# How to visualize the interior of a complicated 3D plot

I have an external data file (can be downloaded here: link 1 or link 2) which contains a dense grid of initial condition in the (x,y,z) space. I read it with Mathematica and plot these initial conditions with different colors according to some specific properties

m = Import["data_3d.out", "Table"];

getColor[m_List, i_Integer] :=
Module[{s = m[[i, 6]]},
Which[s == 0, Black, s == 1, Red, s == 2, Darker[Green], s == 3,
Brown, s == 4, Blue, s == 5, Orange, s == 6, Cyan, s == 7,
Magenta, s == 8, Yellow, True, White]];

data = Table[{PointSize[0.004], getColor[m, i],
Point[{m[[i, 1]], m[[i, 2]], m[[i, 3]]}]}, {i, 1, Length[m]}];

P0 = Graphics3D[data, Axes -> True, BoxRatios -> {1, 1, 1},
PlotRange -> 6, ImageSize -> 550]


and here is the output

We observe, that several color patterns appear but we can see only the surface of the three-dimensional grid. So, the question:

Is there a way to penetrate inside the 3d surface and visualize how these color patterns are? Any suggestions?

Please, us the original data file for testing. I think, generating simpler but random 3d grids in this case, could be very illusive since all the story is about the color patterns that appear and obviously cannot be replicated randomly.

EDIT

• Mediafire isn't a good choice for sharing info. Anyway, your request about using your datafile doesn't sound right. Since you're asking for " a way to penetrate inside the 3d surface", any 3D point set will do as an example Nov 14, 2013 at 13:10
• @belisarius But any 3D point set does not have the properties of my datafile. The purpose is to find a way to visualize the color patterns inside the surface however these patterns are not random! Nov 14, 2013 at 13:15
• @belisarius Any particular reason why Mediafire is not a good choice?! So far, no problems encountered. Nov 14, 2013 at 13:16
• i.stack.imgur.com/p0adW.png Nov 14, 2013 at 13:20
• @belisarius Oops! Probably maintenance ... Any alternatives? Does StackExchange have its own repository for files? Nov 14, 2013 at 13:24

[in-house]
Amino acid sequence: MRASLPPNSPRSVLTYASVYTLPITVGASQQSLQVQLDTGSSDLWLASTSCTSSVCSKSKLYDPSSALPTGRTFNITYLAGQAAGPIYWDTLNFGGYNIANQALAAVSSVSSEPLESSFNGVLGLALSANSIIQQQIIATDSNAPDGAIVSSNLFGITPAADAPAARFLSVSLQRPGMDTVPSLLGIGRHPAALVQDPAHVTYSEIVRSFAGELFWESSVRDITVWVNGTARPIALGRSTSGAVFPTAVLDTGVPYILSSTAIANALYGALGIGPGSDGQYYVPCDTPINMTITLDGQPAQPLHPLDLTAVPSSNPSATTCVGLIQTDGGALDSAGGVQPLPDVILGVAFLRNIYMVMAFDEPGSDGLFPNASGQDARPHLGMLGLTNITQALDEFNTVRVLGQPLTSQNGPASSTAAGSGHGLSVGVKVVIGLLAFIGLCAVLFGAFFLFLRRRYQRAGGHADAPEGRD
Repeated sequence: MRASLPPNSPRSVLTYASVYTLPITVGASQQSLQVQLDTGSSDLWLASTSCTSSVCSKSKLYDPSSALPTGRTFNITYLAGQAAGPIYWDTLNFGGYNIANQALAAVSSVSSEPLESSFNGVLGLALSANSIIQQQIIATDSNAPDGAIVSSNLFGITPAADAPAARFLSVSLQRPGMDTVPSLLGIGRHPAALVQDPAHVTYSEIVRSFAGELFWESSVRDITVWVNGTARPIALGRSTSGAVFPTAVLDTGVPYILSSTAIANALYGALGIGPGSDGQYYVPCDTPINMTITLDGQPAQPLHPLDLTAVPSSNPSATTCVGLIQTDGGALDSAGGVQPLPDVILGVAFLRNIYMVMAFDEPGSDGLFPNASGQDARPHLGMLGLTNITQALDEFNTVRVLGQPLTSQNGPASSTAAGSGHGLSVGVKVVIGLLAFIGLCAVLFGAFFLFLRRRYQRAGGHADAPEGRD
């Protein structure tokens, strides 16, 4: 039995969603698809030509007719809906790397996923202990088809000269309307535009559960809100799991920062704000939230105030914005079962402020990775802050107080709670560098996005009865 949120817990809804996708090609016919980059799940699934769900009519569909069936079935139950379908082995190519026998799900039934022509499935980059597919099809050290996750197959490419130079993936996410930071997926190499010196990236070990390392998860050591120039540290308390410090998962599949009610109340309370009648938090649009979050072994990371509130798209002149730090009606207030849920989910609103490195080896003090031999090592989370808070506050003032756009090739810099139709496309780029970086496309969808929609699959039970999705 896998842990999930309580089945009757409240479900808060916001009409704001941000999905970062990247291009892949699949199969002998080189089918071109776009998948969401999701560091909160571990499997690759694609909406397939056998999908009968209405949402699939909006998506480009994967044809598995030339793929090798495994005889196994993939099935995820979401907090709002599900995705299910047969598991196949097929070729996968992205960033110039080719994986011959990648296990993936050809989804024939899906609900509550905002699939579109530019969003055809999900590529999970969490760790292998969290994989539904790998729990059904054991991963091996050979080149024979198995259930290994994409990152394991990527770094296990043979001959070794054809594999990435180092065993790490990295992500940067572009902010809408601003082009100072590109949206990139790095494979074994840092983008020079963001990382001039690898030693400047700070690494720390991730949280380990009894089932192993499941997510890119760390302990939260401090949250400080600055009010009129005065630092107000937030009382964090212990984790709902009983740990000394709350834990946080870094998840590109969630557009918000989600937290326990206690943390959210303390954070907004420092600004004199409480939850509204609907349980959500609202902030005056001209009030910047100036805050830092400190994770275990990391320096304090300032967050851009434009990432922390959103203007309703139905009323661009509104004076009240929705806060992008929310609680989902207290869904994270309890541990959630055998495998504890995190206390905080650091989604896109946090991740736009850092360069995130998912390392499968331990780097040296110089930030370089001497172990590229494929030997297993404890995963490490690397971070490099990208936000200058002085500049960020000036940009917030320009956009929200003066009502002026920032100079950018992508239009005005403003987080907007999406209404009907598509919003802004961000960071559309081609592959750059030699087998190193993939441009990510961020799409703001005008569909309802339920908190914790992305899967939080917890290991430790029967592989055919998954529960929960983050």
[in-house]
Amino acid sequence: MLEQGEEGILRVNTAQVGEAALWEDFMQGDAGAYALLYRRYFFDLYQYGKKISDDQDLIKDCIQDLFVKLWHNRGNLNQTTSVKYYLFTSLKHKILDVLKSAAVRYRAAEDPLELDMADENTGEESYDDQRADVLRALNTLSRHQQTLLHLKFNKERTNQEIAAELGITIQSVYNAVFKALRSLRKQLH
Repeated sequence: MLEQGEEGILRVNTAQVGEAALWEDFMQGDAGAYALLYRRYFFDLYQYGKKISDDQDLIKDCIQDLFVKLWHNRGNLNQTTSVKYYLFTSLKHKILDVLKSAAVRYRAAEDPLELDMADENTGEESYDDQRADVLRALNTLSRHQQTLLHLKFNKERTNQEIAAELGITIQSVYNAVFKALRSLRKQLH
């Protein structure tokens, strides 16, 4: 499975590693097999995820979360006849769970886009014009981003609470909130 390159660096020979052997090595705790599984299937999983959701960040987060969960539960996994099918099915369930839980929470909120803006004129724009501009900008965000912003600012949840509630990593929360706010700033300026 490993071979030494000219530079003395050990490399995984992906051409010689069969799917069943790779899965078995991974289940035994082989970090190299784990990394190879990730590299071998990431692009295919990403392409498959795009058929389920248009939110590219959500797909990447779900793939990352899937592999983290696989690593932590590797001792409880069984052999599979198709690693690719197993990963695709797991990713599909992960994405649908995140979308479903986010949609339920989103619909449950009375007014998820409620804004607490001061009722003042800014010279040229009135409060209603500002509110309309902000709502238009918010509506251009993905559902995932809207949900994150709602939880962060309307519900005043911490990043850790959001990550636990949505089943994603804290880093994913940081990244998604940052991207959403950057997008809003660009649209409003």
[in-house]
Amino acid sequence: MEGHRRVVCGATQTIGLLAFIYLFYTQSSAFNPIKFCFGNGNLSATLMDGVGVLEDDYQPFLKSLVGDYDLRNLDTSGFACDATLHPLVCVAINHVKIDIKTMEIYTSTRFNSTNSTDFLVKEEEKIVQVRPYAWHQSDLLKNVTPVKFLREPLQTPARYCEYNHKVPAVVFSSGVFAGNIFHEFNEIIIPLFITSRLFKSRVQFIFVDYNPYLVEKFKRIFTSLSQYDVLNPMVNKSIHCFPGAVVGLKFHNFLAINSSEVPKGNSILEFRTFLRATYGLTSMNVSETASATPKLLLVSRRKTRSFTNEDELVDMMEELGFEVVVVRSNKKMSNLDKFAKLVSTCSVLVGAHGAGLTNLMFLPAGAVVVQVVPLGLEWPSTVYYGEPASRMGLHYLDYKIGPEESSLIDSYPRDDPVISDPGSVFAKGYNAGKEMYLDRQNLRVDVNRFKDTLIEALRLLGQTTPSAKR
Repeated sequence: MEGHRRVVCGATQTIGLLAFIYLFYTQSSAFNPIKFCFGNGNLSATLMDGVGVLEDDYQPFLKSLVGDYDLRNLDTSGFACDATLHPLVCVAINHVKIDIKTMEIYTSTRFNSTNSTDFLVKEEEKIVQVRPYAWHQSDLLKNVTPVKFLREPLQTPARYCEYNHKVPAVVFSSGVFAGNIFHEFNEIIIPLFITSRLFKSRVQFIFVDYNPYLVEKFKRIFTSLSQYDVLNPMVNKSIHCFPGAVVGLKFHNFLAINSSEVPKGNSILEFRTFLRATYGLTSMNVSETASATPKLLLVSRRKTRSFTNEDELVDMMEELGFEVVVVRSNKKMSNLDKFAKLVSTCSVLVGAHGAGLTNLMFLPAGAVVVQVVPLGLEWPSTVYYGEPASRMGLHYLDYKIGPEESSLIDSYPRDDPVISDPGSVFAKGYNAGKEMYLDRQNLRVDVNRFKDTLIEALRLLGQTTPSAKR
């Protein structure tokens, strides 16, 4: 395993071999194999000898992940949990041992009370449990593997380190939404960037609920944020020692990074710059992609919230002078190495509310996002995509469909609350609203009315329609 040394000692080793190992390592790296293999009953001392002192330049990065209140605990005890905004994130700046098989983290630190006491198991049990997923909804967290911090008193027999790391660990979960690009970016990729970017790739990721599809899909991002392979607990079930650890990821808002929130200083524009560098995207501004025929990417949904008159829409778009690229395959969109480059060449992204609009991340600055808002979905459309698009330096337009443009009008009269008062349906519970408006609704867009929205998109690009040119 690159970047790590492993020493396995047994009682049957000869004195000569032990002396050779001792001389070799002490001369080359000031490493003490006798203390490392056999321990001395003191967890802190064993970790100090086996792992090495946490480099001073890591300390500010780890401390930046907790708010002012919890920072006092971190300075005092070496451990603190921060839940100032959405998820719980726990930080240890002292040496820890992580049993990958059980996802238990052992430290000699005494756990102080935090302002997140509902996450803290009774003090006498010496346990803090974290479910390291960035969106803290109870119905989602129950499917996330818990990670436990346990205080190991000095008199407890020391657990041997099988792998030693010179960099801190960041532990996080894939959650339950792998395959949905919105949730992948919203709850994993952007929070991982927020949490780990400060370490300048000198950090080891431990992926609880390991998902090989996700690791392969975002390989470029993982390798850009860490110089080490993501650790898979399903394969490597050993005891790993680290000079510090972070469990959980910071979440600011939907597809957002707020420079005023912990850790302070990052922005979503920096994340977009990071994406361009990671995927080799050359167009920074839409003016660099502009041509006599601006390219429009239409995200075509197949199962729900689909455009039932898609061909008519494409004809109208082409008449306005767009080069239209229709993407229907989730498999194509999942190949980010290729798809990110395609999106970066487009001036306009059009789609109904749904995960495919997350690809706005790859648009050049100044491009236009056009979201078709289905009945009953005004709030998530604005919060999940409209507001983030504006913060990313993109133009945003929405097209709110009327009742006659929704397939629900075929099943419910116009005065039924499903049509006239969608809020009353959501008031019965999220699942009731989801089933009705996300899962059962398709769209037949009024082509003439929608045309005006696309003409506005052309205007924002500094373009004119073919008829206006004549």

A tomographic approach:

m = Import["http://www.datafilehost.com/get.php?file=3c69e895", "Data"];

getColor[s_List] :=
Replace[s, {0 -> Black, 1 -> Red, 2 -> Darker[Green], 3 -> Brown,
4 -> Blue, 5 -> Orange, 6 -> Cyan, 7 -> Magenta,
8 -> Yellow, _ -> White}, 1];

nfx = Nearest[m[[All, 1]] -> m];

Manipulate[
Graphics3D[{PointSize[0.004],
Point[#[[All, 1 ;; 3]], VertexColors -> getColor[#[[All, 6]]]] &@ nfx[x0]},
Axes -> True, BoxRatios -> {1, 1, 1}, PlotRange -> 6, ImageSize -> 350],
{x0, Min[m[[All, 1]]], Max[m[[All, 1]]]}
]


Other ways of slicing:

nfy = Nearest[m[[All, 2]] -> m];
nfz = Nearest[m[[All, 3]] -> m];


In response to a comment, here is a static approach:

xlist = Range[0, 5, 1]

Graphics3D[{PointSize[0.004],
Point[#[[All, 1 ;; 3]], VertexColors -> getColor[#[[All, 6]]]] &@
Flatten[nfx /@ xlist, 1]}, Axes -> True, BoxRatios -> {1, 1, 1},
PlotRange -> 6, ImageSize -> 350]

(* {0, 1, 2, 3, 4, 5} *)


• Amazing!!! Is it possible to include inside the 3d space several slices, let's say for x = {0,1,2,3,4,5}? No manipulation, just a static graphic for several slices. Nov 15, 2013 at 7:30
• Many many thanks! Nov 15, 2013 at 12:40

One easy, although not beautiful way relies on the properties of 3D graphics. When you look how the simulated camera works, then you see that only the volume between near- and farplane is rendered. If you put your near plane in the distance, everything which is too close is cut.

In Mathematica this can be be adjusted using the ViewRange option of Graphics3D. Here is a small example:

data = ExampleData[{"Geometry3D", "Triceratops"}, "VertexData"];
With[{gr =
Graphics3D[{{Hue[#3], Sphere[{##}, .2]} & @@@ data},
SphericalRegion -> True]},
Manipulate[
Show[gr, ViewPoint -> {0, -1, .5},
ViewRange -> {nearPlane, farPlane}],
{nearPlane, 4, 10},
{{farPlane, 15}, 5, 15}
]
]


Full graphics

Cut graphics

• Poor decapitated Triceratops! Well, apparently your 3d surface is haul inside, while mine is not! Nov 14, 2013 at 15:25
• Why don't you give a shot using my data? (use the second link) Nov 14, 2013 at 15:31
• No animal were harmed in the making of this answer Nov 14, 2013 at 15:37
• @belisarius Hey, leave me out of this, ok?
– rm -rf
Nov 14, 2013 at 15:53
• @rm-rf A decapitated frog? That's quite an idea Nov 14, 2013 at 16:48

There are couple other ways to visualize 3D images, one of which is new in V10. (Note: The links to the original data are no longer valid.)

The new features, ClipPlanes and IntervalSlider, are useful here. Something like this was demonstrated at WTC 2014.

knee = Raster3D[
RawArray["Byte",
ImageData[ExampleData[{"TestImage3D", "MRknee"}], "Byte"]],
{{-1, 1, 1}, {1, -1, -1}}, {0, 255},
ColorFunction -> "GrayLevelOpacity"];

Manipulate[
Graphics3D[knee,
ClipPlanes -> {{0, 1, 0, -y[[1]]}, {0, -1, 0, y[[2]]}},
Axes -> True],
{{y, {-1, 1}}, -1, 1, IntervalSlider}]


ClipRange was introduce in V9 for 3D images.

Image3D[ExampleData[{"TestImage3D", "MRknee"}], ClipRange -> {All, {0, 60}, All}]